In the wilds of Tasmania, a man with a particular set of skills is tasked with a unique task – finding what may be the last surviving Tasmanian Tiger in order to harvest its DNA for science.The Hunter
is based on a 1999 novel by Julia Leigh
, with the screen version directed by Australian helmer Daniel Netthein
. The plot synopsis makes it sound like it might veer in the direction of science fiction territory but the film itself is much more subtle, spare and engaging than you might think.
Much of that is down to lead Willem Dafoe
. As a film produced on a modest budget, it must have been tempting to use only local Australian talent but the presence of a world class performer like Dafoe
really helps to elevate the material.
The island of Tasmania gets almost equal star billing – with sweeping helicopter shots and intimate moments in the forest illustrating the harsh beauty of the location shooting. There are many arresting images in The Hunter
but cinematographer Robert Humphreys
resits the urge to go for a stylised look, keeping everything grounded and enhancing the meticulous attention to detail of the main character.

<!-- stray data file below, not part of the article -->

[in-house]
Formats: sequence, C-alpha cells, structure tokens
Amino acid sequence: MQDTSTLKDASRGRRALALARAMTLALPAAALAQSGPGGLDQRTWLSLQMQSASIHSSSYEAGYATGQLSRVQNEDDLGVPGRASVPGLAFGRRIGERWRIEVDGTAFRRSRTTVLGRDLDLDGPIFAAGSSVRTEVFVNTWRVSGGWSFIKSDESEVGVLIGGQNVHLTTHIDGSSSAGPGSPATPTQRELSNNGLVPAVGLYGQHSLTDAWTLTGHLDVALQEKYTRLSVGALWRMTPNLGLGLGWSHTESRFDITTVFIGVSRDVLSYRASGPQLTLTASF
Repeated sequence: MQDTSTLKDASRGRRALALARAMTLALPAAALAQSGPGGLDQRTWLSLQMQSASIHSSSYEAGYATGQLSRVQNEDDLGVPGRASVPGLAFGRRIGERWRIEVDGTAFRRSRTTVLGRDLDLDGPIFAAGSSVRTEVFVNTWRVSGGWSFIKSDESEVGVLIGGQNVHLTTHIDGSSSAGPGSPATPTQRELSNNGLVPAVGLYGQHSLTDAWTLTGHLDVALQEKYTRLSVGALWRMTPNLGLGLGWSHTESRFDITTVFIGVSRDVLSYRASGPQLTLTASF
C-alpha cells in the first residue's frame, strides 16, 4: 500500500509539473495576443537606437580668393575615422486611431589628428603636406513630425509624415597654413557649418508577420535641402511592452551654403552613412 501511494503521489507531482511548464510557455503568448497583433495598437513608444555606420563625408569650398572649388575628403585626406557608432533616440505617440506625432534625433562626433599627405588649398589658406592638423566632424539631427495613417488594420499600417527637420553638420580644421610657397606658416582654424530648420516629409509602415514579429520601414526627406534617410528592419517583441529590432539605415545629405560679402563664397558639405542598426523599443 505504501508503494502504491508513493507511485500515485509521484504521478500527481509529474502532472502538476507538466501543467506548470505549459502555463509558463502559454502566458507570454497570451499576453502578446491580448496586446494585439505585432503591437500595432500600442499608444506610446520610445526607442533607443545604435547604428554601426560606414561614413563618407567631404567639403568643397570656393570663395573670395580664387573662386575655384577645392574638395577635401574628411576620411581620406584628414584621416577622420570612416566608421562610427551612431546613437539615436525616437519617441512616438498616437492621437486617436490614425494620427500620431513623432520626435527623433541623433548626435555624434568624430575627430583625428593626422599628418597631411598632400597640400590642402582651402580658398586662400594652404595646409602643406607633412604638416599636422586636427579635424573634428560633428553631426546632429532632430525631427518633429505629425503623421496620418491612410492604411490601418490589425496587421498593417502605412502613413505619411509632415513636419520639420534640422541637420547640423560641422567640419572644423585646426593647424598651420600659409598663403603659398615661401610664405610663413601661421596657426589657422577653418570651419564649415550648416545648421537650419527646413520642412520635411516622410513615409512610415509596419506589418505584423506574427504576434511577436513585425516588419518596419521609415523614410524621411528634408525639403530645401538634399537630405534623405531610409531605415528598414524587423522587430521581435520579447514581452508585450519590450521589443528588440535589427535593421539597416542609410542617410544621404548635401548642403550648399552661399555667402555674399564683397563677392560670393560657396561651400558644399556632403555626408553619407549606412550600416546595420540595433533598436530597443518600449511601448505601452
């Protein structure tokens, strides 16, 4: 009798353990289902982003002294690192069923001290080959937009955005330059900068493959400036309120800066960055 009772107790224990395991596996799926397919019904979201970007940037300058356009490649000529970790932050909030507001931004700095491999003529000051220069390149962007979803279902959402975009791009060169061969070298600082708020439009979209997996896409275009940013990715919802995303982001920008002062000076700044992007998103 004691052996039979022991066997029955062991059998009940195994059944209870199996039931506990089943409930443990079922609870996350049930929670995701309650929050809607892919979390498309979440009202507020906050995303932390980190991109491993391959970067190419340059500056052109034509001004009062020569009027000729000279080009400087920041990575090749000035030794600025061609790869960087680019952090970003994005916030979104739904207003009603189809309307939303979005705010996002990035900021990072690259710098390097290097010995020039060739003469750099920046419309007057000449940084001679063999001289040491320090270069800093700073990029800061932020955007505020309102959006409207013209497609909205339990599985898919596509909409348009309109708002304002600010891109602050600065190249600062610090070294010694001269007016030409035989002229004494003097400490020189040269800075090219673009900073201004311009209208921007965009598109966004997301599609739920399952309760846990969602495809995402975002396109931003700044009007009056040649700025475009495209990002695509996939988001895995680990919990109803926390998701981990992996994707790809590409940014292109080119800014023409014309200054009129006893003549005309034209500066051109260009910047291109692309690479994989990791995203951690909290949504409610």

It’s that detail, and the rather sparse dialogue, which makes it immediately apparent that the film is sourced from a novel. Our lead's tools and traps and tracking skills are all given a large chunk of screen-time and much of the film is spent watching him walk from one isolated location to the next, searching for the smallest clue that this near mythical beast may actually have survived for all these decades in the wild.
It’s that mystery which sustains the film, giving it an edge over a mere survival thriller or drama. The Hunter
also layers on moments with a host family – a mother with two kids who have recently lost their father to the Tasmanian forests. Dafoe becomes predictable embroiled in their lives, as his search for the Tiger begins to parallel his one for their father and for some meaning in his own life.
There’s a symbolic level to The Hunter
too, of a man who is himself something of a relic on a quest to find a possibly extinct species which adds some depth to the final third and director Nettheim
even throws in some intrigue, vacillating allegiances and one tension filled action scene to spice up matters further.
Released to little fanfare in Australia last year, The Hunter
is an effective and terse thriller with an engaging lead performance, stunning scenery and a story which is less predictable than you might expect. And Nettheim
manages to sustain this unusual tone for much of the running time, with only the final few scenes surrendering to needless sentimentality and a few generic mis-steps along the way. Worth checking out on limited release or home video.